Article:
Creating a CV for Hair and Beauty Roles

What's a CV?

CV stands for “curriculum vitae”, which, loosely translated, means "the course of my life." And like any other job-related document, it's vital to pay close attention not only to the content of your CV but also how you present it. This is particularly important as jobs in hair and beauty often focus on the importance of presentation.

What do I put in my CV?

Your CV should contain your name, address and contact information at the very top of the page. Contact information can be your phone number or email but it's wise to include both. Below your contact information will be your introductory profile. This is a short sentence or two describing your goal behind the CV and why you hope to achieve it.

Candidates in hair and beauty roles require good character and a strong personality. The ability to work with and tolerate people from all walks of life is important. When crafting a CV for a position in these areas, it is often best to lead off with a summary of relevant skills and knowledge. Be sure to highlight your practical skills, history of creativity, customer service and people management skills. It’s also a good idea to showcase your knowledge of fashion and changing trends in hair and beauty.


Taking a Stylist role as an example, the “standard” qualification is an NVQ Level 2. If you’re aiming for a managerial-level role, an NVQ Level 4 is usually expected. However, bear in mind that many renowned Stylists do not have any qualifications and instead gained their expertise “on-the-job”. If you’re just starting out, qualifications and experience can be obtained through an apprenticeship.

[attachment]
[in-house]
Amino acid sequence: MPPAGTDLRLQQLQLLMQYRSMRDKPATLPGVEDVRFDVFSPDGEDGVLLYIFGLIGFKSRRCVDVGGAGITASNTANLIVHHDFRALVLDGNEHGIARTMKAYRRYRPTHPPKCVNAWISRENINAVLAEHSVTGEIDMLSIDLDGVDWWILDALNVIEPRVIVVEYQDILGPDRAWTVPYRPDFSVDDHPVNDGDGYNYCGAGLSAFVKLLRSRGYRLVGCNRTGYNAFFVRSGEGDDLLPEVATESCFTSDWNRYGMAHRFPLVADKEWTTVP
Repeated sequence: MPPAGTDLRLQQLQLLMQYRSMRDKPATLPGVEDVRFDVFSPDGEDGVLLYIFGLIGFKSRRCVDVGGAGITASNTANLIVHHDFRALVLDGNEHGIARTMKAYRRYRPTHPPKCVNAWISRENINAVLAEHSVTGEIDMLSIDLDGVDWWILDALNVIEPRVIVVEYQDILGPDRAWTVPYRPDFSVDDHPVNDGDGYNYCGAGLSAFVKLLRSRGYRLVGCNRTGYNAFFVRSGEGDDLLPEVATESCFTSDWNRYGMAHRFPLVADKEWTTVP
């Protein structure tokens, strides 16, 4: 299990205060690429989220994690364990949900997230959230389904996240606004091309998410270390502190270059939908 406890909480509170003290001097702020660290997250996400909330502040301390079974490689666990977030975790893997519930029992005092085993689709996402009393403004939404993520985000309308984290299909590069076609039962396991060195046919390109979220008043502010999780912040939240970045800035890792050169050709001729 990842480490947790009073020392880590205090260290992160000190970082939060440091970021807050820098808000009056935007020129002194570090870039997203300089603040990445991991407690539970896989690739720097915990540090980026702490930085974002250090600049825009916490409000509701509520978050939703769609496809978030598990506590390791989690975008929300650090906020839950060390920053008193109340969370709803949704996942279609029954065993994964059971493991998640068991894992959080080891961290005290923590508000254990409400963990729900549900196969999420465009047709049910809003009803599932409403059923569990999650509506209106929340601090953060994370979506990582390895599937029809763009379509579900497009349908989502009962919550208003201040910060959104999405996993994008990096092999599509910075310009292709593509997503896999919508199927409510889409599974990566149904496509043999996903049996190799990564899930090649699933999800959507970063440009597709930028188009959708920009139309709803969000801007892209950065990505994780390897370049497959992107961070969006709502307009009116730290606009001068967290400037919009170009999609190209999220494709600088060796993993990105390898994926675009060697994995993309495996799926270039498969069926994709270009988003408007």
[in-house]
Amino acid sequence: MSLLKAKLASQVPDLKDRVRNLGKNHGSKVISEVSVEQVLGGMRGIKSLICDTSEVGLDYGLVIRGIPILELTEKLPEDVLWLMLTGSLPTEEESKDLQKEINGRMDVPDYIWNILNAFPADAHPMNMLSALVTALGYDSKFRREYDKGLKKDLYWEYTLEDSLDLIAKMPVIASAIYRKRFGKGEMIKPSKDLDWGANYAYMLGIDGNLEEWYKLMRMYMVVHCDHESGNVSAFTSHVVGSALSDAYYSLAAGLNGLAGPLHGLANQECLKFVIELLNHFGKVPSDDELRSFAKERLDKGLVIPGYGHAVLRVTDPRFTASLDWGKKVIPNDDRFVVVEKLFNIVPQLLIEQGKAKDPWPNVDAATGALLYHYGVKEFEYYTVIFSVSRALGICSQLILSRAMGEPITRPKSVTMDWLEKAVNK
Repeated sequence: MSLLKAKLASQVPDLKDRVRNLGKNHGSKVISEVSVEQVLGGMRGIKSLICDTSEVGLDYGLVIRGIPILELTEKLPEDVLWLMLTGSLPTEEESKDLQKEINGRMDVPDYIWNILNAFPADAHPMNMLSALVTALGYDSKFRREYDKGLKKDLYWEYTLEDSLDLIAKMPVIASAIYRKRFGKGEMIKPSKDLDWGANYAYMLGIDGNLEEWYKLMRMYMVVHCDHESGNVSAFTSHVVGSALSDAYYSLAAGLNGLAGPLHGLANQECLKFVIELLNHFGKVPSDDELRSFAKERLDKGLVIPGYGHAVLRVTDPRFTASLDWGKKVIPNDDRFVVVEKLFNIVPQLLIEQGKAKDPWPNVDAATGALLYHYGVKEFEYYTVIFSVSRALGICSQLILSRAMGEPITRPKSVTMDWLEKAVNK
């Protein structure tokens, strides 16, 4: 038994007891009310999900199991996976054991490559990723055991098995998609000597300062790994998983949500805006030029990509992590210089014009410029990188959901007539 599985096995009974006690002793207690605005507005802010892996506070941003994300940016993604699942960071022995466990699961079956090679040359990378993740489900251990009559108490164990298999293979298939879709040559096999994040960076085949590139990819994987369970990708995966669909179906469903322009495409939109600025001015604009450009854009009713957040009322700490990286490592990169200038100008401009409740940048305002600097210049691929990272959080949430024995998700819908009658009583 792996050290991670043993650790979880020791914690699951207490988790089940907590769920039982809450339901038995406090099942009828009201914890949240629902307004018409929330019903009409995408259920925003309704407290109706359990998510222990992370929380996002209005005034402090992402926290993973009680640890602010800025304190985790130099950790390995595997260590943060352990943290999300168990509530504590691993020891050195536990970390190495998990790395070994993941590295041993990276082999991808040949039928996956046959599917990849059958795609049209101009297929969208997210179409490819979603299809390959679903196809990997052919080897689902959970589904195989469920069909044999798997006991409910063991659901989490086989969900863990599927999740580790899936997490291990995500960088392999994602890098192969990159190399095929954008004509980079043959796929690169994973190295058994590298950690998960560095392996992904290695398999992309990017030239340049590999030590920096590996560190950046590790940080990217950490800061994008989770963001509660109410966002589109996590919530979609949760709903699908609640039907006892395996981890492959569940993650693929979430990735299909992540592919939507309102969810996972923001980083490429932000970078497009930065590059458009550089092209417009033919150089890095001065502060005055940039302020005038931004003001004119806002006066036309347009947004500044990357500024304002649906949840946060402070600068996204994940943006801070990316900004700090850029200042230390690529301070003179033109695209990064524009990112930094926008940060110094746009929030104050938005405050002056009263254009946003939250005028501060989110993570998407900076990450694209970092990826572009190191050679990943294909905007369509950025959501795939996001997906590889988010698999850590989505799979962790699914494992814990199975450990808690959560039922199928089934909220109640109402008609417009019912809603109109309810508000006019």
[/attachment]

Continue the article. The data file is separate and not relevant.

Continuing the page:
Ongoing personal and professional development is important for jobs in hair and beauty. Fashion and beauty trends and techniques are constantly evolving, and being able to show that you’ve kept pace is important.

Standing Out

In order to get the job you want, you'll need to envision your potential employer sitting at his or her desk scrutinising dozens of CVs that look virtually identical. If you were the employer, what would you want to see in order to make one candidate stand out? What training, or job skills would make a CV jump off the pile and scream, "Pick me! Pick me!"

Pay Attention to Detail?

Now that you've got your CV together, go over it with a fine-toothed comb for any spelling, grammatical and punctuation errors. Have a friend versed in these particulars go over it also. Nothing ruins a great list of accomplishments faster than misspelled words and clunky writing. You're expected to pay attention to detail as a stylist, right? Follow the same rule in your CV, take the time to include those special things that will make you stand out, and hit the pavement. Your next salon could be just around the corner!


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